Ascenders are the vertical, upwards strokes that rise above the x-height.
In typography, an ascender occurs on lowercase letters. You see them all the time but probably didn’t know it even had a name. Why? Because they make our words WAY easier to read and are included in most fonts.
Ascenders might seem universal now but that wasn’t always the case. Ascenders and descenders were first introduced during the 3rd century AD on half-uncial characters.
These were capital letters with smaller bodies that featured upwards or downwards reaching strokes. While they aren’t the ascenders and descenders we know today, it’s clear to see how they could progress into today’s iteration.
As we mentioned, the primary purpose of today’s ascenders is font legibility. This use goes all the way back to the introduction of high-speed motorways.
The British government tasked designers Jock Kinneir and Margaret Calvert to improve legibility of the British signs. After many tests and studies, both in the UK and the United States, it turned out that the learned fonts with ascenders were more easily read than those without.
Okay, so the section title is a bit dramatic. Ascenders are ubiquitous. There’s no real drama to be had -- unless, of course, your ascenders reach a bit too high.
Crashing occurs when the descender of a letter on one line touches an ascender on the line below it. This can cause the text to look awkward and cramped. It’s not a huge deal, but something to keep in mind.
To fix the problem, all you need to do is adjust the leading, kerning or tracking.
Pompiere is a condensed sans serif font. It has very tall ascenders and a small x height, which is unlike most sans fonts. Due to its small x height, this font is perfect for medium to large sizes!
This small caps (SC) font is simple yet effective. It’s hand-drawn, perfect for titling and other small runs of text. It was originally designed to be used across the internet by web browsers on various platforms.
This elegant, geometric font is most beautiful at larger sizes (perfect for headers!) with an x height that’s halfway from the baseline to cap height.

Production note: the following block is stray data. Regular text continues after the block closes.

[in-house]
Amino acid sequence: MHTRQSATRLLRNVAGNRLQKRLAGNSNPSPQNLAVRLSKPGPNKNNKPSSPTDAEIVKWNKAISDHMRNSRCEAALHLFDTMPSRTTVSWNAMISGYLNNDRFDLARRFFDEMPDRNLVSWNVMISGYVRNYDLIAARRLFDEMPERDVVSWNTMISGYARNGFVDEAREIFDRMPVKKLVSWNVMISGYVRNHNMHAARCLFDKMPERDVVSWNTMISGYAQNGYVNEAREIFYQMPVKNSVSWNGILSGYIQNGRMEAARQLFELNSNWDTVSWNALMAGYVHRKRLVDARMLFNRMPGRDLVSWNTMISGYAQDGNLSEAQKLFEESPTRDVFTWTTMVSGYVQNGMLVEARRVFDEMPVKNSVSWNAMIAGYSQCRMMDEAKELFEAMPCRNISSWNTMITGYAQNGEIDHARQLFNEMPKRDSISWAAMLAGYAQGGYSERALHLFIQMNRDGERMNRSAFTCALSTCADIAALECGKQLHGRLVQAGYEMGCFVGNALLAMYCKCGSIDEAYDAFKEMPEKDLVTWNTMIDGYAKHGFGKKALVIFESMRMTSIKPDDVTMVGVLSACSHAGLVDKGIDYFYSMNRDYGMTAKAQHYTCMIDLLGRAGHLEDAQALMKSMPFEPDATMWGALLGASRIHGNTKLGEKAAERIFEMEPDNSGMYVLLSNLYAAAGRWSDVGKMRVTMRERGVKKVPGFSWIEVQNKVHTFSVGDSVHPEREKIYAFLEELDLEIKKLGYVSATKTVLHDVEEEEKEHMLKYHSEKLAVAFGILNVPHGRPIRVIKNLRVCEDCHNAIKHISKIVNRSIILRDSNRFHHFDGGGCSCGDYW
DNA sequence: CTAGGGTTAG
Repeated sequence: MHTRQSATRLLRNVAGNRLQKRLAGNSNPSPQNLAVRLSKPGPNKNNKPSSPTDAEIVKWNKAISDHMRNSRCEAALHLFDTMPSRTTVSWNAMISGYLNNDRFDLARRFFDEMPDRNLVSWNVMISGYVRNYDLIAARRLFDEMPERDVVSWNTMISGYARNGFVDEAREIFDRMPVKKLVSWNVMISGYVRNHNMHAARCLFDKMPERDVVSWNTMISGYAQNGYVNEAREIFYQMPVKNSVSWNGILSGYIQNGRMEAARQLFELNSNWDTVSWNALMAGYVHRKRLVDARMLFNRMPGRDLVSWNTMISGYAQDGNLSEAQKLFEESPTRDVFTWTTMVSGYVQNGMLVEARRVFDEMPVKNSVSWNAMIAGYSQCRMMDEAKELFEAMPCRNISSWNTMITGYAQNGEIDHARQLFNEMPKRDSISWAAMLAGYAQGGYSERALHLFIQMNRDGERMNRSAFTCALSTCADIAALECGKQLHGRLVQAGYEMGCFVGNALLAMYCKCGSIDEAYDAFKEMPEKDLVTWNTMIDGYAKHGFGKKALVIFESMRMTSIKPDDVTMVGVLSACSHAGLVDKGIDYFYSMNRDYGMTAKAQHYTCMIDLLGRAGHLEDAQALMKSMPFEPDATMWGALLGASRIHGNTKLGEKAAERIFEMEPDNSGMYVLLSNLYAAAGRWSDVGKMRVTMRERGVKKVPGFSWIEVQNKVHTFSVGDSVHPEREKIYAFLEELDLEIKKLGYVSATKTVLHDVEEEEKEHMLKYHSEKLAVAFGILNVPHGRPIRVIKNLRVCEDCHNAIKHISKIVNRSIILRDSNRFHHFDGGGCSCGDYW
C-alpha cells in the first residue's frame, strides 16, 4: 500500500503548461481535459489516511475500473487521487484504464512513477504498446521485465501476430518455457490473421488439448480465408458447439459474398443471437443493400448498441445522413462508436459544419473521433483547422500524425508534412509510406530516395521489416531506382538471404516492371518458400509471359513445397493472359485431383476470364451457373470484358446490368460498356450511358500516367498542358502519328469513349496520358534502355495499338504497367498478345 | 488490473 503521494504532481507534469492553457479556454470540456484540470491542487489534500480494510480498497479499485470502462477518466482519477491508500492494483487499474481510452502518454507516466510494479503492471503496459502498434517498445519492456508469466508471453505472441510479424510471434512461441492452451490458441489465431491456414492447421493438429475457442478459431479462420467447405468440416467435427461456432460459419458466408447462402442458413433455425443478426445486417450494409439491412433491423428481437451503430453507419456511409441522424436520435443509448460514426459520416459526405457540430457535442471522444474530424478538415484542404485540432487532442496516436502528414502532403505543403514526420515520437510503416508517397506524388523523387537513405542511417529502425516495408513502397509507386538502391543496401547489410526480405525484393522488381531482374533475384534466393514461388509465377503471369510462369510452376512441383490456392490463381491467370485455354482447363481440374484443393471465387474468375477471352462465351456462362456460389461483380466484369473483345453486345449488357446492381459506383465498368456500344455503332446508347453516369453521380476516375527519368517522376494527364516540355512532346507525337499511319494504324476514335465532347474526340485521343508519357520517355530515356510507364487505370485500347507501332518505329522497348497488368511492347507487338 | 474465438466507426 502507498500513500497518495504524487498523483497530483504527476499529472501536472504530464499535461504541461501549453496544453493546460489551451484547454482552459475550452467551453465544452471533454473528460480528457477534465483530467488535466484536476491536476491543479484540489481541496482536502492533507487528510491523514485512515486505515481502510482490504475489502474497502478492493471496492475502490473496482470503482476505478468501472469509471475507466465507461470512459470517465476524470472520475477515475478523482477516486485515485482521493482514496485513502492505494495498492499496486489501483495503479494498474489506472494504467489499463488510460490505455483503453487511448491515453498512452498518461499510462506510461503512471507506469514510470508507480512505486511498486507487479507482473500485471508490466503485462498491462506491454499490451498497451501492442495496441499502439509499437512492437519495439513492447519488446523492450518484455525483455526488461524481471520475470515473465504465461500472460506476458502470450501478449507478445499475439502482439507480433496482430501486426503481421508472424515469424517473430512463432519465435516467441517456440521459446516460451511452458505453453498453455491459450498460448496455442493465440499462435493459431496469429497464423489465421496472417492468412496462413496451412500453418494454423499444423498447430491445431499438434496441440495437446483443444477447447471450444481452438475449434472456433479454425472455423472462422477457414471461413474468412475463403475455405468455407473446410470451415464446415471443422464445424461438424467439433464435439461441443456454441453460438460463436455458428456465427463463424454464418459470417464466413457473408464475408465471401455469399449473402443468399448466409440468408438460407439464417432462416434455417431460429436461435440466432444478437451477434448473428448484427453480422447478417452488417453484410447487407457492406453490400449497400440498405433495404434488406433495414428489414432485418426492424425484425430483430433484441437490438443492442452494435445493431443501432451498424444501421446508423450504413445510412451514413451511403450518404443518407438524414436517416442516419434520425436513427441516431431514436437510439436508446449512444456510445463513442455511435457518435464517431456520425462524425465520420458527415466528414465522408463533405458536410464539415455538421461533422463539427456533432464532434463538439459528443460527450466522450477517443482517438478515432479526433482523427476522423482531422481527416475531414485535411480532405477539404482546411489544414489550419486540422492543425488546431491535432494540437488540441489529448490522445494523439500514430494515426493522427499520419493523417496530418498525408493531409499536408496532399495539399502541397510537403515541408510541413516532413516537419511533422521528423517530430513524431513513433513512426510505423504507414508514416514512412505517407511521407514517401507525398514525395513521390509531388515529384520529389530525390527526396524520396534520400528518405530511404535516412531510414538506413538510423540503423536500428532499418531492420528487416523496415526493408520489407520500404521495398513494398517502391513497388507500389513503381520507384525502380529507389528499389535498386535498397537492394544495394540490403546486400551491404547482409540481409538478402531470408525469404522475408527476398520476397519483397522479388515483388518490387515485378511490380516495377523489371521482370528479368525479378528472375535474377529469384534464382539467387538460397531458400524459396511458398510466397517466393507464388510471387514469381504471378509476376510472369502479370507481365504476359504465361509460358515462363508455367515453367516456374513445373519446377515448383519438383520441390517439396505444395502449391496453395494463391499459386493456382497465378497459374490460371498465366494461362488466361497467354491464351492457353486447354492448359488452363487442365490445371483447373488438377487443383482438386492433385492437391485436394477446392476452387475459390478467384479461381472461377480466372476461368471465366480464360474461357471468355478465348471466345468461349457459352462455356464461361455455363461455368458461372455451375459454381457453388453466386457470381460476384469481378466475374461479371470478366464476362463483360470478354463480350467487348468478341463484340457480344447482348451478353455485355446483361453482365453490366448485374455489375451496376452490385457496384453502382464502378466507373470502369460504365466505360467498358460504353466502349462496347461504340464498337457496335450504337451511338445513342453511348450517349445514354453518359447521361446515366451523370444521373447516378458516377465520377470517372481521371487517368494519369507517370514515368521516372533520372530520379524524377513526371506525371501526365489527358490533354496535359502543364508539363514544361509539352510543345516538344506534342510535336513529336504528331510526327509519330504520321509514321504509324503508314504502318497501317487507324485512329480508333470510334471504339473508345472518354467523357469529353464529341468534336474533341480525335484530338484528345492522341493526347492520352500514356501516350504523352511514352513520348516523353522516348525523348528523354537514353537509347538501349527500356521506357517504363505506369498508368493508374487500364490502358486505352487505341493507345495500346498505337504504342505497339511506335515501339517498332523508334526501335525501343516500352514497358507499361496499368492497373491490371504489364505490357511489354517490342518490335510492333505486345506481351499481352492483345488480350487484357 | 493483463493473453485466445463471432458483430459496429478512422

This hybrid font is a combination of Uncial and Half Uncial letterforms, blended to create a signature letterform that has seamlessly maintained its readability.
Teko was created with the intent to be used in headlines and other display-sized text with its light, regular, medium, semi-bold, and bold options. This font features letters with square proportions and a low stroke contrast.
Francois One is a reinvention of sans serif gothic display fonts with reshaping done for ease of use on the internet. The letter stems have been optimized for bold display, and slanted stem terminals add a bit of playfulness.
This reinvention of traditional advertising sans serif fonts features letters that have been digitized and reshaped for use on the internet. As with Francois One, the letter stems have been optimized for bold display in web browsers.
This font gives you the look and feel of a beautiful writing instrument. The thick strokes mimic that of a marker, making this a perfectly whimsical font for headers, titles, and text of a larger size.
This font is a contemporary rendition of older metalpress fonts like Prisma, ideal for use at sizes about 30 points. Monoton is a pure display font that can be used freely across the internet.
This comic book style font was designed based on the mid-20th century superhero comics cover lettering. It’s perfect for artist websites, with thicker strokes that emphasize headers and titles.
We enjoyed exploring this topic with you. Want to keep going? Pick one of these related terms to read next:
A. Descender [dih-sen-der], noun: Ascenders are ascending. Likewise, descenders descend. In this definition, we dive into more details and offer further typography resources for ambitious learners… Read the full definition »
B. X-height [eks-hahyt], noun: The x-height refers to the height of the lowercase x in a specific font, often referring to the distance between the baseline and the mean. But that’s not all you need to know… Read the full definition »
C. Baseline [beys-lahyn], noun: The baseline describes the invisible line that all your letters and words sit on when you type. We take an in-depth look at this basic concept and discuss the impact it has on modern design… Read the full definition »